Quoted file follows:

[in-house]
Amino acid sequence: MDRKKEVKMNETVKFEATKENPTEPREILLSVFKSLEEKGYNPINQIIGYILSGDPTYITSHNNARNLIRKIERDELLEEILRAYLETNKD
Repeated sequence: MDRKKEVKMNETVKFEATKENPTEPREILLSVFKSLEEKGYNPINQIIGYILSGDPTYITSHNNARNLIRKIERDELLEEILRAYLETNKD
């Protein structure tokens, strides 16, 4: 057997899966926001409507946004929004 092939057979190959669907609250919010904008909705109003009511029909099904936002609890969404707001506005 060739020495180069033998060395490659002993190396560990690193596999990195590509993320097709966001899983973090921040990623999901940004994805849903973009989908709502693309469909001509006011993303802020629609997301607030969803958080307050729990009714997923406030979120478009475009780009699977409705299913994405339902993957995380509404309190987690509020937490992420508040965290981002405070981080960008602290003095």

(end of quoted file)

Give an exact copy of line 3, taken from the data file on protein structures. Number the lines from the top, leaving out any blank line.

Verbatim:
Repeated sequence: MDRKKEVKMNETVKFEATKENPTEPREILLSVFKSLEEKGYNPINQIIGYILSGDPTYITSHNNARNLIRKIERDELLEEILRAYLETNKD